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Old 07-22-2009, 07:35 PM   #78
Peter Goldsbury
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Re: non-Japanese cannot become shihan anymore?

Hello Fred,

I think you are basing your comments on the situation in the USA, and so your comments also contain an implicit assumption or three that could be questioned.

Outside the USA, things are somewhat different, since national governments and olympic/sports committees take a strong interest in martial arts organizations within their national boundaries. The Aikikai is aware of this and so is happy to have the IAF as a sort of 'international democratic aikido buffer zone', dealing with such committees.

It is a curious fact that the USAF withdrew from the IAF for a while--the dudgeon level was quite high--and I am certain that the withdrawal was connected with my activities as General Secretary. However, the USAF rejoined a few years later and the present IAF General Secretary resides in Boulder, Colorado. Yamada Sensei takes his position as a member of the IAF Superior Council very seriously. Of course, now that he is 70, he wants to retire--but I keep telling him he can't--not just yet.

Best,

PAG

Quote:
Fred Little wrote: View Post
Dan,

I thought these were interesting questions, each of which contains an implicit assumption or three that could be questioned.

4. Is it not the case that the title of Shihan conferred on students of Chiba and Yamada is virtually meaningless outside the Birankai and the USAF? More broadly, Is it not the case that -- aside from a koryu menkyo kaiden -- virtually all Japanese martial art ranks and titles are meaningless outside the context of a continuing relationship with the instructor who awarded them?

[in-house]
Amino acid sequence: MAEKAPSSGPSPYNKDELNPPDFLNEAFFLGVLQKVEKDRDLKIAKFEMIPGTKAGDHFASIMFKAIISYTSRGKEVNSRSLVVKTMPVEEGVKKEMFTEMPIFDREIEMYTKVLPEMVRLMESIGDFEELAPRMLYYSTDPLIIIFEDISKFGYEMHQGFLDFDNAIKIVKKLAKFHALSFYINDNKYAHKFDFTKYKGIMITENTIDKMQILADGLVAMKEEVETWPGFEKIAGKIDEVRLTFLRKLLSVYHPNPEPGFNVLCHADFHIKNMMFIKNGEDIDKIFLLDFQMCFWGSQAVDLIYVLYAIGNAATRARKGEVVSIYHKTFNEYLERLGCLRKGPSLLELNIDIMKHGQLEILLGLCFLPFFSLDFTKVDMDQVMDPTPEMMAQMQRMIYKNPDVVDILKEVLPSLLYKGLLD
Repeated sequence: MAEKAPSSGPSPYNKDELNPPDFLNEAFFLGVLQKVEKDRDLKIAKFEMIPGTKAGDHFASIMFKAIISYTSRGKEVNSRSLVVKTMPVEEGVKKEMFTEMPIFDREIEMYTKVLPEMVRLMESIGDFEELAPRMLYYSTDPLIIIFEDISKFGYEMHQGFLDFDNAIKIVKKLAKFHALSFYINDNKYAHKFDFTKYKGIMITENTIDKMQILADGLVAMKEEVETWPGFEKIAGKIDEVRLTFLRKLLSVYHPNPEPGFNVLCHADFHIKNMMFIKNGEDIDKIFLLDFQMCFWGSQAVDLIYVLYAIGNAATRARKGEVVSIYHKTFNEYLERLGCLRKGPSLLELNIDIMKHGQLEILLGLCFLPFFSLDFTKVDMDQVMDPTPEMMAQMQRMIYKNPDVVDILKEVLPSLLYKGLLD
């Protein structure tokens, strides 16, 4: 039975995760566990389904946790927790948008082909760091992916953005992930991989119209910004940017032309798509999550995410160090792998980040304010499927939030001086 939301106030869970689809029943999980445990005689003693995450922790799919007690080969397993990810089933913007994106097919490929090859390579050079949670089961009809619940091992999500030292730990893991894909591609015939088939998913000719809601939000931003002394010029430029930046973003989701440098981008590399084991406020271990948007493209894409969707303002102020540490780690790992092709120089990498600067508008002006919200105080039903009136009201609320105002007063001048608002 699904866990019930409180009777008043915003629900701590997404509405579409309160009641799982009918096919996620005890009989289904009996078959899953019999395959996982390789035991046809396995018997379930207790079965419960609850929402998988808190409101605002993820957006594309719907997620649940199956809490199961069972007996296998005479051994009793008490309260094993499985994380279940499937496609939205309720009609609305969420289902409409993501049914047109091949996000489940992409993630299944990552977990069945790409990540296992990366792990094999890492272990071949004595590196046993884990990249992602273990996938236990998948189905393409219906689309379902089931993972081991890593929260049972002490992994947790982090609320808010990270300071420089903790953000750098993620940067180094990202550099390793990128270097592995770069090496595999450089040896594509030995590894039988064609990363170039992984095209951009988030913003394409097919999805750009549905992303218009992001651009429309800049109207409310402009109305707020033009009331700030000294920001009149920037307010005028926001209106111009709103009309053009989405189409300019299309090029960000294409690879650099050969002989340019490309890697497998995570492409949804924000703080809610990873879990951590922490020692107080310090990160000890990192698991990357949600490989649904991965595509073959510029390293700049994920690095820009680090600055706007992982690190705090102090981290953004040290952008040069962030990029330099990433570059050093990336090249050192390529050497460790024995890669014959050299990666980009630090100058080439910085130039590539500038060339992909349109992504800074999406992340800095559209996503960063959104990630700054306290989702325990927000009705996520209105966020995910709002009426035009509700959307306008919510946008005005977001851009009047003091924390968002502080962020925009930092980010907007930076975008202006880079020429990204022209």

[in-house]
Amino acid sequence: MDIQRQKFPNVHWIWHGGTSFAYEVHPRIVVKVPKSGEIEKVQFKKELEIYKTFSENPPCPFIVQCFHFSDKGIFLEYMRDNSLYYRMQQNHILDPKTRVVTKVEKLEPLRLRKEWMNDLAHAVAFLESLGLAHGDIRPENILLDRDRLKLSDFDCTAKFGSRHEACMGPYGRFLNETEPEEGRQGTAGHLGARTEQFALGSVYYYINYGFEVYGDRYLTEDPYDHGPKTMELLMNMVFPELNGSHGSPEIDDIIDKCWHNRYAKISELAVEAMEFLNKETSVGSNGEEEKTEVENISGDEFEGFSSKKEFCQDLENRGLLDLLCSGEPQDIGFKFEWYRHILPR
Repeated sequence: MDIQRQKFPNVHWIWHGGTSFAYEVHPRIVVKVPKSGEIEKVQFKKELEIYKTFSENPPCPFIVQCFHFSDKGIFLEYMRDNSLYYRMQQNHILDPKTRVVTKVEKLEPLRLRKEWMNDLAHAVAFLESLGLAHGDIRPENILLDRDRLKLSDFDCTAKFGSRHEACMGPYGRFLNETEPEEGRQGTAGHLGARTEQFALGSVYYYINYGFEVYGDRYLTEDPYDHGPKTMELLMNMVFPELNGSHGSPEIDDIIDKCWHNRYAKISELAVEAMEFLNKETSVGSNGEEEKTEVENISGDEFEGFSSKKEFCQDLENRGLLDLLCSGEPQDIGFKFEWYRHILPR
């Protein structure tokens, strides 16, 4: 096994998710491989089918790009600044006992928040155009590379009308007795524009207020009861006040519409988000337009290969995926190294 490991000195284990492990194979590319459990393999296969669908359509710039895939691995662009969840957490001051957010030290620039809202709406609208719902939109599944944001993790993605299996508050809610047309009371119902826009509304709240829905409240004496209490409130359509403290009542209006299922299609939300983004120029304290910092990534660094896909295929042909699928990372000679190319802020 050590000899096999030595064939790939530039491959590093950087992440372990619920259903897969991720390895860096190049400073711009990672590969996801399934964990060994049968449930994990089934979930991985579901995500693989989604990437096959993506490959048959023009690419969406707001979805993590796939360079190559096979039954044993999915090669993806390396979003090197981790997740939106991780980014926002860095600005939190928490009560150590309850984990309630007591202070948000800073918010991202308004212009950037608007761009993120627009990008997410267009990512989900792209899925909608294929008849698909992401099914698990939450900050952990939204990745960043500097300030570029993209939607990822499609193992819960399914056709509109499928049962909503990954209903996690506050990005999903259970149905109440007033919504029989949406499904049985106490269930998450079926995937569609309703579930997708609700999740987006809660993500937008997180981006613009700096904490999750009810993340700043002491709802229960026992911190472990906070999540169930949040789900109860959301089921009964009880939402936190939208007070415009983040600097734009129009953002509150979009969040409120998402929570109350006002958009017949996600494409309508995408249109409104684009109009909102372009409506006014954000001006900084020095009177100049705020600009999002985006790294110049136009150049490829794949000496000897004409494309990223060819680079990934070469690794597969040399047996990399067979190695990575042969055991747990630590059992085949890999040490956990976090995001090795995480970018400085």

5. Does a significant proportion of the ma student population sign up with particular martial arts instructors on the grounds of franchise brand identification? Or is it more typically location, art, quality, and affiliation -- in that order? In over twenty years, I have not had a single individual train with me because of my affiliation, though I have had a number of individuals who have trained with me (or allowed me to train with them) in spite of my affiliations. Your recent experiment in opening up your barn seems to suggest a corollary: Is it not the case that the arts have matured to the extent that more and more discerning practitioners are looking beyond the three questions of location, art, and affiliation, and will cross state,art,and organizational lines in order to find quality?

The upshot? I think Hombu and the IAF have a window of opportunity that is rapidly closing. Unless these organizations are seen as adding value -- either in terms of maintaining and improving technical standards, or in terms of prestige enhancement for those who are actually doing so -- the reasons for continued engagement with them become increasingly unclear, and the matter will play itself out as the organizations which are currently centered on individual shihan undergo the next phase of division and reproduction, a process which is already well underway in every organization in the United States.

Regards,

Fred Little

P A Goldsbury
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